Many financial institutions no longer want to harass random people over the phone – people whose numbers they’ve picked off a vast database of names. Instead, they want to refocus their energy and spending on talking to the “right customer” – the person who is in the market for their products and can meet their basic eligibility criteria.
UAE financial institutions are now demanding that their digital marketing investments pour into targeting the “right” audience. And more and more publishers are adapting to this change and moving their business model to facilitate the trend. So, why the switch in direction? After all, the traditional display banner CPM (cost-per-mille or cost-per-thousand) advertising model has worked so far, hasn’t it? Perhaps. But while your banner has been viewed 1,000 times and is generating a decent click-through-rate (CTR), are customers just clicking out of curiosity with no intention of taking it further?
UAE banks and insurance providers are now more focused on the Return on Investment (ROI) they get out of their marketing spend. With over 50 banks in the UAE slugging it out for the same customers, how they reach those customers has to be cost-effective. And more importantly, it has to secure results.
The right digital marketing package offers measurability – meaning it is possible to identify what works and what doesn’t and a provider quickly knows whether its product stands out in the market. This is why paying for a customer who is at the shopping stage and in the market for a product banks providers to offer has become extremely valuable as they increasingly demand tangible returns on their investment. They want performance-based approaches – channels through they can track conversions and, that’s exactly what the CPL (cost-per-lead) model offers, allowing banks and insurance providers to only pay to speak to the right customer.
As an example of a CPL model-based publisher, Souqalmal.com offers customers searching the site for banking or insurance products the opportunity to request a call back from a chosen provider. Before they make that request, though, customers have the ability to compare all existing products in the market and understand fees, charges and more importantly, eligibility criteria. Once a call back request is submitted, the site first checks the customer’s basic eligibility for the product in which he or she is interested. When the bank does call back, it is talking to the “right customer”, someone who wants to hear from them and is suitable and qualified for their product offering.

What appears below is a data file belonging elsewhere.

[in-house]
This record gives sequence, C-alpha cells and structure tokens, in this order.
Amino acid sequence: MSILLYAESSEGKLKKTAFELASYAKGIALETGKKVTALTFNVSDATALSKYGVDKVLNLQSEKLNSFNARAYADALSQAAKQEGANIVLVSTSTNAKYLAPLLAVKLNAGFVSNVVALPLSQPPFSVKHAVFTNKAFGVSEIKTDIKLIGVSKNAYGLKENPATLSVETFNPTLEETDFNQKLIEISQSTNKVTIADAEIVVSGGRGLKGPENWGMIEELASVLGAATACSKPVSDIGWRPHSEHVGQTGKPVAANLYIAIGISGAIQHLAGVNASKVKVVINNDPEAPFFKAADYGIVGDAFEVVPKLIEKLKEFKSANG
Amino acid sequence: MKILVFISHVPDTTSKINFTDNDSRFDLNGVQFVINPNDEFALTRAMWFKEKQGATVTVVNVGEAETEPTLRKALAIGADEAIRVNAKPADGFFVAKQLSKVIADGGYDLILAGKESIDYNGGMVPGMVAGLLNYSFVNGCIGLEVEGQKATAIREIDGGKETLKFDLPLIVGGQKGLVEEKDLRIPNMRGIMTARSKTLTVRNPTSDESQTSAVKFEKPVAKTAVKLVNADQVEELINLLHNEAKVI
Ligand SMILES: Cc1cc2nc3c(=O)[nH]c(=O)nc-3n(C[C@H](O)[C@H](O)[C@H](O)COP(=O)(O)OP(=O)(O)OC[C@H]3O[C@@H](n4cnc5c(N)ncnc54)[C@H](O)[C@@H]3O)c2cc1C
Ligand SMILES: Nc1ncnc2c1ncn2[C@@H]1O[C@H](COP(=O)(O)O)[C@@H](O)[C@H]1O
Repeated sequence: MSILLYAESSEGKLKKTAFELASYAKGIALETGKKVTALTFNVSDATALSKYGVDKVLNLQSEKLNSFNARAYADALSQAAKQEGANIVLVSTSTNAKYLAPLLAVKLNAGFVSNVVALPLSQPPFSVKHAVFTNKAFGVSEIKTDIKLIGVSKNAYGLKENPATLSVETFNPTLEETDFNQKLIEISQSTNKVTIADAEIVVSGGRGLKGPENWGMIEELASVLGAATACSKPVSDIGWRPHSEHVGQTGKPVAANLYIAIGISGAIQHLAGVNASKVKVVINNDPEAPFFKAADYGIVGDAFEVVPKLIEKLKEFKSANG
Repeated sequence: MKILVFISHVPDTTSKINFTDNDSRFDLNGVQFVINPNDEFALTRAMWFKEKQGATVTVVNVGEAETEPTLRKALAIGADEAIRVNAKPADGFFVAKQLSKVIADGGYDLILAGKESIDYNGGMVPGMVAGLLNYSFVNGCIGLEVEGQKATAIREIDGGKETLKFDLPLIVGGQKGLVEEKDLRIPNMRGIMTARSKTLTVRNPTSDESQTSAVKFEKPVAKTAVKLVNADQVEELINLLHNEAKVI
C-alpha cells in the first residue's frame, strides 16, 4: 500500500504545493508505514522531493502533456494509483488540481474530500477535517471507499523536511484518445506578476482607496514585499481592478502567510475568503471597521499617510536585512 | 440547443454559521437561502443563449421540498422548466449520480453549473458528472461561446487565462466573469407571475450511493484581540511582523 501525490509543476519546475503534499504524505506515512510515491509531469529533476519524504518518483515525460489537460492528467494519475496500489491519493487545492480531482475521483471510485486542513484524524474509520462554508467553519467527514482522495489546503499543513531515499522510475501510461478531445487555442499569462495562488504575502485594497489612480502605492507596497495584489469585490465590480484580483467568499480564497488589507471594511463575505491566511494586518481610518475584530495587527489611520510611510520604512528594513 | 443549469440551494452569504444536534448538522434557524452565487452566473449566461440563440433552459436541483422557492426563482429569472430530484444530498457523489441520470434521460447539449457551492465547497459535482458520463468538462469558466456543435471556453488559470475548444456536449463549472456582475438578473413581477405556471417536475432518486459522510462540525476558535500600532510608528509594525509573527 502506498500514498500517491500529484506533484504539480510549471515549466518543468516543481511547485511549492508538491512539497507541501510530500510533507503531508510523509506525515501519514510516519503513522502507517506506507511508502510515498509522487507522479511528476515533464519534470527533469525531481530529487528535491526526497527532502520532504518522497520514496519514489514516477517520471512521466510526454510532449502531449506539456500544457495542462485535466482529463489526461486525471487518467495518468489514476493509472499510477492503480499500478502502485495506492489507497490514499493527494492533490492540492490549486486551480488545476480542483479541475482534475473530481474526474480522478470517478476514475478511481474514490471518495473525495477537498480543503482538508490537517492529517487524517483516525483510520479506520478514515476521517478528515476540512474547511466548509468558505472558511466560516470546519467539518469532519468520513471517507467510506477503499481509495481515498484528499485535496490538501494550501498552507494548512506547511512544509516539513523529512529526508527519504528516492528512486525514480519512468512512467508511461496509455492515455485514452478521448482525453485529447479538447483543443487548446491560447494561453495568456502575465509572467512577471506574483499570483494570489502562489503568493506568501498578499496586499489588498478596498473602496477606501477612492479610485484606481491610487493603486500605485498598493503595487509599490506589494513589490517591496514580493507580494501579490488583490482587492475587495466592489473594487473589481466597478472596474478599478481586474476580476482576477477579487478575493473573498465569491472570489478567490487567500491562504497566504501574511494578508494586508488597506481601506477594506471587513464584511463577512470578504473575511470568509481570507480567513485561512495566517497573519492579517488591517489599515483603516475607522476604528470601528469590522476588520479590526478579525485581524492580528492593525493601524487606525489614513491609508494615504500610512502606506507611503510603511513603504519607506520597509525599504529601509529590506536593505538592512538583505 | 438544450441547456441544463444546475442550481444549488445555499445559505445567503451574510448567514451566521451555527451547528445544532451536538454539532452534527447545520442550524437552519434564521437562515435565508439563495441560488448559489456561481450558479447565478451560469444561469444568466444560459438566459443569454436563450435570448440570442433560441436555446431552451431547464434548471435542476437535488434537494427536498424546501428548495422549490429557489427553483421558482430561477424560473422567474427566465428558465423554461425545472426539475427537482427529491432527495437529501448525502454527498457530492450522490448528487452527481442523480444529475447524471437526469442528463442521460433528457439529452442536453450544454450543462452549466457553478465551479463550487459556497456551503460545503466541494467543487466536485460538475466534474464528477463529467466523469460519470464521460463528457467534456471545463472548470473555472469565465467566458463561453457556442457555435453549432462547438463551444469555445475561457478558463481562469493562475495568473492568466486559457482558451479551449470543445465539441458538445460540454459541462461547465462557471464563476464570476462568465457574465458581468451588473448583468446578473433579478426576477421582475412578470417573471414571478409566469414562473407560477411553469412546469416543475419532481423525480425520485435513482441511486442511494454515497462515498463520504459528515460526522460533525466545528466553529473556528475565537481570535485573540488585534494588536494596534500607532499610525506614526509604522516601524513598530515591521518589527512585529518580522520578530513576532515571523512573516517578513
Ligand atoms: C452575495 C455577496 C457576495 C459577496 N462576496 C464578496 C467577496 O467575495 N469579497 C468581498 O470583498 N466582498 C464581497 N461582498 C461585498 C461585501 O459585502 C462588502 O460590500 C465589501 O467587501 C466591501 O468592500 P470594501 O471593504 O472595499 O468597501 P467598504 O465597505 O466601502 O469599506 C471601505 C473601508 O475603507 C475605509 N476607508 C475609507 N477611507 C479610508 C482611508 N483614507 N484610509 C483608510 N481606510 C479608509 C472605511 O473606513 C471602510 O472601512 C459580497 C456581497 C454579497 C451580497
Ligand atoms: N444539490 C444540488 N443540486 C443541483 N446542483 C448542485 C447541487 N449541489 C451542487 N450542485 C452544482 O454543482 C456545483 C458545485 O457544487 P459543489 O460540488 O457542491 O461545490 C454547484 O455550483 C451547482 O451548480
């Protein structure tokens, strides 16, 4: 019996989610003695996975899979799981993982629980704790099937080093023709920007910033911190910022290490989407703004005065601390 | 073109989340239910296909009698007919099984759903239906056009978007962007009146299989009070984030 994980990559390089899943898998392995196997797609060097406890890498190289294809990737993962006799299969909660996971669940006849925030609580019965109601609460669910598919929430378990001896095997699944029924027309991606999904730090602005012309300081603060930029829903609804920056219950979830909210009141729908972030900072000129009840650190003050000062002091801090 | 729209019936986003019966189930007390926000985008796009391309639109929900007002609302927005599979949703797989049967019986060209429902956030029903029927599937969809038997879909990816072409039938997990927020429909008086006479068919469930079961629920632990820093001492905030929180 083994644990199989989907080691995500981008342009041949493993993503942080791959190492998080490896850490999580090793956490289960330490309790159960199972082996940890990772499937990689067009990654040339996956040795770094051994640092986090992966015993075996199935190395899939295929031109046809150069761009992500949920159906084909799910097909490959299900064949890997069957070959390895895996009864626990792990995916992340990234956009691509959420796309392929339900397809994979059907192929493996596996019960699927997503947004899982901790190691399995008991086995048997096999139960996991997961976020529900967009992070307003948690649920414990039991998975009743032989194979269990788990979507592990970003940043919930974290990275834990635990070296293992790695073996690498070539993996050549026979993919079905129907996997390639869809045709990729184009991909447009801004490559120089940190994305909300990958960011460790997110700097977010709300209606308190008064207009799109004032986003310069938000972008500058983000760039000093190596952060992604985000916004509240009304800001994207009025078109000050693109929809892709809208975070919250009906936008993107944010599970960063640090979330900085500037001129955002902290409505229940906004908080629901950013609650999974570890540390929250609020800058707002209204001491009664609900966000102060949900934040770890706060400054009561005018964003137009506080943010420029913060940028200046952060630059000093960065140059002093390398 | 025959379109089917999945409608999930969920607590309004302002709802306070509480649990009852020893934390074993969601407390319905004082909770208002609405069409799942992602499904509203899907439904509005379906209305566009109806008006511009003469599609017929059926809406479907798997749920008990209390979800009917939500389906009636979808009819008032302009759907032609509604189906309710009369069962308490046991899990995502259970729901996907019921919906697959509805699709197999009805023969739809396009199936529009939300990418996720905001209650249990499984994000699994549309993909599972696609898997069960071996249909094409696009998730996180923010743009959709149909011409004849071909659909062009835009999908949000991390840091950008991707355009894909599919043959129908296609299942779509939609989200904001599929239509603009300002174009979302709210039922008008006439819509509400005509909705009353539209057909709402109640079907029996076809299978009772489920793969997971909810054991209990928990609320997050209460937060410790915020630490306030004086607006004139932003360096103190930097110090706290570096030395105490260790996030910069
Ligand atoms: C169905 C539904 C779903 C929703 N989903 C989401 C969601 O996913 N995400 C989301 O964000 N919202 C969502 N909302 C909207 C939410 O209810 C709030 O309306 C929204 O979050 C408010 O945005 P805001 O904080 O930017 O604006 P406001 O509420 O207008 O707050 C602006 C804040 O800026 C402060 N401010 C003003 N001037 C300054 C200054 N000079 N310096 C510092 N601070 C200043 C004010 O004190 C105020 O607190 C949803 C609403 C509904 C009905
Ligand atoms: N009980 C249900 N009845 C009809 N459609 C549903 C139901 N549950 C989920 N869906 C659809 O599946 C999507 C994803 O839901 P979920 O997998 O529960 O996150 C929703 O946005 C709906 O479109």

For the myriad of websites now offering CPL in the Emirates, it’s a simple, cost-effective acquisition channel for the financial institutions, as it provides actual customers that want to engage directly with them. When the alternative is a random list of numbers that invariably results in unhappy consumers being spammed for something they don’t want, you can see why the trend has emerged.
However, this is not necessarily the answer to all the providers’ marketing woes. Our partners, for example, currently experience a conversion rate of between 5 percent to 13 percent. This figure varies among the providers, as it is highly dependent on the bank or insurer’s ability to call back the customer, the competitiveness of the product and other criteria put in place (for example, “is your employer an approved company?”).
To put it simply, moving towards a CPL model can only work if the sales person making the call back to the interested customer has the ability to close the sale and if the product is as advertised.
Ambareen Musa is CEO and founder of Souqalmal.com (Souq al Mal is Arabic for ‘money market’), a Middle East-based comparison website for more than 2,800 retail banking, telecoms, insurance and education products offered by various providers in the UAE, Saudi Arabia and Kuwait.
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